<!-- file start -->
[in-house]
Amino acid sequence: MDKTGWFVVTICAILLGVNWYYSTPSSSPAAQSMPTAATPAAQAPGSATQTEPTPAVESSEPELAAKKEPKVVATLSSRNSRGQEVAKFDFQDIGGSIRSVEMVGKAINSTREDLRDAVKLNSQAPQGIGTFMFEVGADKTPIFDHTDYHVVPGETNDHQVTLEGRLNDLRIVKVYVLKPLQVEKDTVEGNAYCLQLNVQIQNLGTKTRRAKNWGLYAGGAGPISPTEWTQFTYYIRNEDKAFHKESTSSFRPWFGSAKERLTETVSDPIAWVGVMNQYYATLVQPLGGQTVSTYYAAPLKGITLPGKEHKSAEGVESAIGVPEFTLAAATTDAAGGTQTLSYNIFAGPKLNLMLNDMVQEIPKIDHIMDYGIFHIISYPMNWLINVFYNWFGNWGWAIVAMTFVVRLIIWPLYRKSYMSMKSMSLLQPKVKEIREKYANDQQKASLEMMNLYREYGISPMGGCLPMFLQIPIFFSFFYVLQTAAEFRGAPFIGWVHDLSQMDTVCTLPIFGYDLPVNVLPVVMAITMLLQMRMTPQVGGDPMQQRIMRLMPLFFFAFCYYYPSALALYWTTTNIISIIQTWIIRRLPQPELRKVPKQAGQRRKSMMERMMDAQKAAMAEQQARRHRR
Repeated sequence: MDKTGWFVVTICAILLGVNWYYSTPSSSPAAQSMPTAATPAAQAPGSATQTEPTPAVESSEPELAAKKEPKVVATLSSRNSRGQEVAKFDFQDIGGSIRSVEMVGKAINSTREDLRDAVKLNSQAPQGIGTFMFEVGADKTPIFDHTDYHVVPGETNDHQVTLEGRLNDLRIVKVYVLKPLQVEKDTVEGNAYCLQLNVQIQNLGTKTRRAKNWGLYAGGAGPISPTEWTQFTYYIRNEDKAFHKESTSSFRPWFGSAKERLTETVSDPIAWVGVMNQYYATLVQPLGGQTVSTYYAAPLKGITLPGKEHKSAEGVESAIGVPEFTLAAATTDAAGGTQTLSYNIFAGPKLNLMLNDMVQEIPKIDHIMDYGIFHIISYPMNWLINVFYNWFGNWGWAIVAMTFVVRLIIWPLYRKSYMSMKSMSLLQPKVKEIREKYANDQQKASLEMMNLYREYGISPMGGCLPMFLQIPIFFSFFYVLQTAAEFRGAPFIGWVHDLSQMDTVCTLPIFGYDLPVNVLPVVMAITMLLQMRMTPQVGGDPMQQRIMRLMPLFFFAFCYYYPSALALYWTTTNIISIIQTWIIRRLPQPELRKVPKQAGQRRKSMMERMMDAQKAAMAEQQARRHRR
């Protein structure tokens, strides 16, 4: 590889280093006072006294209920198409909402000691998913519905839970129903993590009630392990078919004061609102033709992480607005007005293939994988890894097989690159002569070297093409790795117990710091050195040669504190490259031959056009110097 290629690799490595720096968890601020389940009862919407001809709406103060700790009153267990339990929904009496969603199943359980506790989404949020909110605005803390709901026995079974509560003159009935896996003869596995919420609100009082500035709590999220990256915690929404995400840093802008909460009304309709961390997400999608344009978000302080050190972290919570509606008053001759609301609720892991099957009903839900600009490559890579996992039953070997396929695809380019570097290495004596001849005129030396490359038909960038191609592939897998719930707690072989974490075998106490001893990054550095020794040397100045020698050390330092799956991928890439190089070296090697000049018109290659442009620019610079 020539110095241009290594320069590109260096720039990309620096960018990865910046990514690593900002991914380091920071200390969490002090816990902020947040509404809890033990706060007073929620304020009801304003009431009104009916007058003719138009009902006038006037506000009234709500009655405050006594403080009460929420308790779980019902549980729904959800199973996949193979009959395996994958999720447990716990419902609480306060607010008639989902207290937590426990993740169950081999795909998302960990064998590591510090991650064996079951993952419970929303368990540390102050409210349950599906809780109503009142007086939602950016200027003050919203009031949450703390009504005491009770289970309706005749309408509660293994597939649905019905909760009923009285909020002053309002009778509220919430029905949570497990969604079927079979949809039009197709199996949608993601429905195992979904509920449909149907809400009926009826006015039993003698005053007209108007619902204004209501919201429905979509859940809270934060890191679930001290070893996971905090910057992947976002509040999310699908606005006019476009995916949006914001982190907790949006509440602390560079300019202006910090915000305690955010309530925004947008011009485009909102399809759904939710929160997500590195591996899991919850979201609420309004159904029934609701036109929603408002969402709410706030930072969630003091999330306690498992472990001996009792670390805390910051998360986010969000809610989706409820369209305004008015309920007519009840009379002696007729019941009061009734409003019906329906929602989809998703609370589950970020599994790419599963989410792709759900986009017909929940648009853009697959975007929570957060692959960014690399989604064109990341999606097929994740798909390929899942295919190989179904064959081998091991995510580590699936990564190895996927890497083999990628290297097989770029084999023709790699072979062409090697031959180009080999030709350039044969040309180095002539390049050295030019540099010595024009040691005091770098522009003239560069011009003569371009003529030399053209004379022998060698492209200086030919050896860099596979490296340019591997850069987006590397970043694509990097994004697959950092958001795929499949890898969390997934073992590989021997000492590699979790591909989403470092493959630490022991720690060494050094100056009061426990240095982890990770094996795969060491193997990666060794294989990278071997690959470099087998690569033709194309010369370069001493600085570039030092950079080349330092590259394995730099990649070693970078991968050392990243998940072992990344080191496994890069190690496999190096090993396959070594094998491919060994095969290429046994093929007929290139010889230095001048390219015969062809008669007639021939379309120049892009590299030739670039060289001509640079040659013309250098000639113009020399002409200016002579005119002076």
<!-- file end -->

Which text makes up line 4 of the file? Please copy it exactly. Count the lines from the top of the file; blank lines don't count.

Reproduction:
């Protein structure tokens, strides 16, 4: 590889280093006072006294209920198409909402000691998913519905839970129903993590009630392990078919004061609102033709992480607005007005293939994988890894097989690159002569070297093409790795117990710091050195040669504190490259031959056009110097 290629690799490595720096968890601020389940009862919407001809709406103060700790009153267990339990929904009496969603199943359980506790989404949020909110605005803390709901026995079974509560003159009935896996003869596995919420609100009082500035709590999220990256915690929404995400840093802008909460009304309709961390997400999608344009978000302080050190972290919570509606008053001759609301609720892991099957009903839900600009490559890579996992039953070997396929695809380019570097290495004596001849005129030396490359038909960038191609592939897998719930707690072989974490075998106490001893990054550095020794040397100045020698050390330092799956991928890439190089070296090697000049018109290659442009620019610079 020539110095241009290594320069590109260096720039990309620096960018990865910046990514690593900002991914380091920071200390969490002090816990902020947040509404809890033990706060007073929620304020009801304003009431009104009916007058003719138009009902006038006037506000009234709500009655405050006594403080009460929420308790779980019902549980729904959800199973996949193979009959395996994958999720447990716990419902609480306060607010008639989902207290937590426990993740169950081999795909998302960990064998590591510090991650064996079951993952419970929303368990540390102050409210349950599906809780109503009142007086939602950016200027003050919203009031949450703390009504005491009770289970309706005749309408509660293994597939649905019905909760009923009285909020002053309002009778509220919430029905949570497990969604079927079979949809039009197709199996949608993601429905195992979904509920449909149907809400009926009826006015039993003698005053007209108007619902204004209501919201429905979509859940809270934060890191679930001290070893996971905090910057992947976002509040999310699908606005006019476009995916949006914001982190907790949006509440602390560079300019202006910090915000305690955010309530925004947008011009485009909102399809759904939710929160997500590195591996899991919850979201609420309004159904029934609701036109929603408002969402709410706030930072969630003091999330306690498992472990001996009792670390805390910051998360986010969000809610989706409820369209305004008015309920007519009840009379002696007729019941009061009734409003019906329906929602989809998703609370589950970020599994790419599963989410792709759900986009017909929940648009853009697959975007929570957060692959960014690399989604064109990341999606097929994740798909390929899942295919190989179904064959081998091991995510580590699936990564190895996927890497083999990628290297097989770029084999023709790699072979062409090697031959180009080999030709350039044969040309180095002539390049050295030019540099010595024009040691005091770098522009003239560069011009003569371009003529030399053209004379022998060698492209200086030919050896860099596979490296340019591997850069987006590397970043694509990097994004697959950092958001795929499949890898969390997934073992590989021997000492590699979790591909989403470092493959630490022991720690060494050094100056009061426990240095982890990770094996795969060491193997990666060794294989990278071997690959470099087998690569033709194309010369370069001493600085570039030092950079080349330092590259394995730099990649070693970078991968050392990243998940072992990344080191496994890069190690496999190096090993396959070594094998491919060994095969290429046994093929007929290139010889230095001048390219015969062809008669007639021939379309120049892009590299030739670039060289001509640079040659013309250098000639113009020399002409200016002579005119002076």